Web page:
In this example, which looks at USD/CHF on a three-minute time frame, the arrows point to a buying signal, so a scalper would consider opening a long position at this point. They’d then close their position when the %K line crosses below the %D line at the top end of the range.
Conversely, a scalper might open a short position when the %K line crosses below the %D line at the top, and close their position when it crosses above the %D line at the bottom end of the range.
Parabolic stop and reverse (SAR)
The parabolic SAR is a technical indicator displayed as dots above or below the market price. Scalpers use it primarily to spot potential reversals to discover the best time to enter and exit a market.
When red dots are above the current price, it acts as a sell signal, indicating that a bearish market is imminent. When green dots are below the current price, it’s seen as a buy signal, indicating a potential bullish market. After a series of red dots, for example, scalpers might take the appearance of the first green dot following a series of reds as the start of a bullish reversal – opening a position to go long in the process. Conversely, if a red dot appears after a trend of green dots, a trader might choose to open a short position.
In the following AUD/JPY example, the arrows indicate points where a scalper would open a position, going long or short depending on the trend reversal.
Relative strength index (RSI)
The RSI is a momentum indicator that uses a range of between zero and 100 to assess whether an underlying market’s current direction might be about to reverse. It uses levels of support and resistance – set at 30 and 70 respectively – to identify when the market’s trend might be about to change direction.
When the RSI rises above 70, it might show that the market is overbought and a trader may benefit from opening a short position. If the RSI falls below 30, it might indicate that the market is oversold and a trader should open a long position. In our example of the GBP/JPY pair, you can see how the RSI moved above 70, indicating an imminent trend reversal.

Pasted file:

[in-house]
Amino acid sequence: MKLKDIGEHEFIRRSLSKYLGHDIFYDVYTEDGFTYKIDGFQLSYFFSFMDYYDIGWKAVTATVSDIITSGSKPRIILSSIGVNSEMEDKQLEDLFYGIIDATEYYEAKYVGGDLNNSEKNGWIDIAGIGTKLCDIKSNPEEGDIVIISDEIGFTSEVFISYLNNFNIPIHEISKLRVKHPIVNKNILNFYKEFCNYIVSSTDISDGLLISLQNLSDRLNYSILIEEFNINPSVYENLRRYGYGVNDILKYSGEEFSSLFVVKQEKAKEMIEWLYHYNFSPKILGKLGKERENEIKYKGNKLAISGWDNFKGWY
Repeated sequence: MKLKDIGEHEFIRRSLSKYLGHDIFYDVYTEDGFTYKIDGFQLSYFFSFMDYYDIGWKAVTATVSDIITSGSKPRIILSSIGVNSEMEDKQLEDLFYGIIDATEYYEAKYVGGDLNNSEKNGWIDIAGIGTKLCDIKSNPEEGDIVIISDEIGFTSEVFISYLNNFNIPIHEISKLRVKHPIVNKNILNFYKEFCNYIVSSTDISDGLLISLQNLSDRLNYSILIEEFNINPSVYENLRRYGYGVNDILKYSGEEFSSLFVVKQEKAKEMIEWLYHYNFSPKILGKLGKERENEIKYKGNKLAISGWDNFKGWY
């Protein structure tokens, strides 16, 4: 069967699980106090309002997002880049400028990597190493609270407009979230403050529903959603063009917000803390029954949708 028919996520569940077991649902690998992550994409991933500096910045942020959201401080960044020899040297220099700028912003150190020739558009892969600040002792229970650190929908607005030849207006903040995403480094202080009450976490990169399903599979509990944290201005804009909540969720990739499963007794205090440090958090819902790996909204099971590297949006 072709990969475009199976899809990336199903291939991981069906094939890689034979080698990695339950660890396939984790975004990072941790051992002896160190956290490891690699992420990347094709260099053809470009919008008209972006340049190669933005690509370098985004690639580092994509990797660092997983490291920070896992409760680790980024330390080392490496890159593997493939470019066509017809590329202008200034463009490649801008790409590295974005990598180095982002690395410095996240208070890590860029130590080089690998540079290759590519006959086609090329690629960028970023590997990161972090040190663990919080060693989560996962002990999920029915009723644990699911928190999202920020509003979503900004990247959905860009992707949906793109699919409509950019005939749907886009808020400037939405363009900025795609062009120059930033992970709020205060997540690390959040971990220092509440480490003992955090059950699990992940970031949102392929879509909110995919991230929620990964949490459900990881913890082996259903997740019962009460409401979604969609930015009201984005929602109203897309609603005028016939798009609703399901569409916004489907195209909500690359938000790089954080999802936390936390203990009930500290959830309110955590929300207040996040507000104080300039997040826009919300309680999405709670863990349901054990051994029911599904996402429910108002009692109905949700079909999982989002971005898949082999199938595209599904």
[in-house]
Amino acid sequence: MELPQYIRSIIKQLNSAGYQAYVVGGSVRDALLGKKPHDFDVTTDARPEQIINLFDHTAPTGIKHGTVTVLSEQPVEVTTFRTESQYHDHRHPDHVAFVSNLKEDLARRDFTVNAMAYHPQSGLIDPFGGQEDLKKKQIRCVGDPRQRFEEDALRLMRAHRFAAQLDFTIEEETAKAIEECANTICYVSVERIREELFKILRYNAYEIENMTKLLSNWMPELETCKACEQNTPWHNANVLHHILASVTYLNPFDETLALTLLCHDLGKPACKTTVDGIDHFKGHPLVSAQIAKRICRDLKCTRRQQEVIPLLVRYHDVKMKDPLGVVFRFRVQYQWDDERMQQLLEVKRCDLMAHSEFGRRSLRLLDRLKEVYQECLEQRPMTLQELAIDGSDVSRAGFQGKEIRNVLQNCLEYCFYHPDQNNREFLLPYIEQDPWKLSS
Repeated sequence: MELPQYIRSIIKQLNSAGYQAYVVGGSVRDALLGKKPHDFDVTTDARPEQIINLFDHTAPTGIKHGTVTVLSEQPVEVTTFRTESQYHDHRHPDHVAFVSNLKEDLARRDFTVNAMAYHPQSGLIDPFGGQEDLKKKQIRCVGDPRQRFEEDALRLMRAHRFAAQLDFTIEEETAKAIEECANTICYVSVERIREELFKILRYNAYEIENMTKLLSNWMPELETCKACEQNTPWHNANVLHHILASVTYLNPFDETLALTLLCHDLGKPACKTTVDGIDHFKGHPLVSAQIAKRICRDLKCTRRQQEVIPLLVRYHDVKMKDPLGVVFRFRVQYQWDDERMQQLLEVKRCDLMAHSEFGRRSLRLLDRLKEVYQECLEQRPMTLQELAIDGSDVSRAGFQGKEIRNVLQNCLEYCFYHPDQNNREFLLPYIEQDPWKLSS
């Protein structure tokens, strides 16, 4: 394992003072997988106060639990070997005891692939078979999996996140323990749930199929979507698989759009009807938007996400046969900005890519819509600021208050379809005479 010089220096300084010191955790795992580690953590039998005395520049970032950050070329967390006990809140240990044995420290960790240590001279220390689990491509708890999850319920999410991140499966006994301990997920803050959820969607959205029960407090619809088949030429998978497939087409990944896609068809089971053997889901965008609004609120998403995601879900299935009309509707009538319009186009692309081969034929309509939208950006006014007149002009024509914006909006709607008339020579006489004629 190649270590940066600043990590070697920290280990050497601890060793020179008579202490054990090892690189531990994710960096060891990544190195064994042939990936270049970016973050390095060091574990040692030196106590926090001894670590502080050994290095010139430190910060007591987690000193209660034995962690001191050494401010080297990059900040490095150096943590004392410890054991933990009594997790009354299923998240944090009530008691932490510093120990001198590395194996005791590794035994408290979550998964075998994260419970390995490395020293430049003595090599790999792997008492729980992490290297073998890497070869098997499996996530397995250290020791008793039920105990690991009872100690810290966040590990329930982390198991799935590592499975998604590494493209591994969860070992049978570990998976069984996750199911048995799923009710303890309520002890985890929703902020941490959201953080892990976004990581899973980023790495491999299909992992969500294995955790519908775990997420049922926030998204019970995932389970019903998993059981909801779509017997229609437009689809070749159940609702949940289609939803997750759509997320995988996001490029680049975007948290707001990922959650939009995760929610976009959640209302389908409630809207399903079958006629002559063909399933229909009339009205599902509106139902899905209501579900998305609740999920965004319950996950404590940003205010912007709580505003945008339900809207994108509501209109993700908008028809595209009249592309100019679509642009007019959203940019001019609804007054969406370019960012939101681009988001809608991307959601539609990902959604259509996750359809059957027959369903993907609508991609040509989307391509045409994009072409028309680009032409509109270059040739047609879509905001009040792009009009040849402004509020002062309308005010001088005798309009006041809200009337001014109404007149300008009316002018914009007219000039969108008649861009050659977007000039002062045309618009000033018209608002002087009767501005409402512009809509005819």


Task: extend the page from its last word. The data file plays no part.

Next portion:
Scalpers should be aware that using the RSI on a short time frame can lead to more premature or false signals.
Scalping in forex summed up
- Forex scalpers open and close positions multiple times during the course of a trend, usually over seconds and minutes
- You should consider the market’s liquidity and volatility before adopting a forex scalping strategy
- Derivatives such as CFDs enable traders to go long or short on the price of forex pairs
- Opening a position with a margin allows traders to magnify their profits, but it can also amplify their losses
- You can use technical indicators including Bollinger Bands, moving averages, the stochastic oscillator, parabolic SAR and RSI in your forex scalping strategy
This information has been prepared by IG, a trading name of IG Australia Pty Ltd. In addition to the disclaimer below, the material on this page does not contain a record of our trading prices, or an offer of, or solicitation for, a transaction in any financial instrument. IG accepts no responsibility for any use that may be made of these comments and for any consequences that result. No representation or warranty is given as to the accuracy or completeness of this information. Consequently any person acting on it does so entirely at their own risk. Any research provided does not have regard to the specific investment objectives, financial situation and needs of any specific person who may receive it. It has not been prepared in accordance with legal requirements designed to promote the independence of investment research and as such is considered to be a marketing communication. Although we are not specifically constrained from dealing ahead of our recommendations we do not seek to take advantage of them before they are provided to our clients.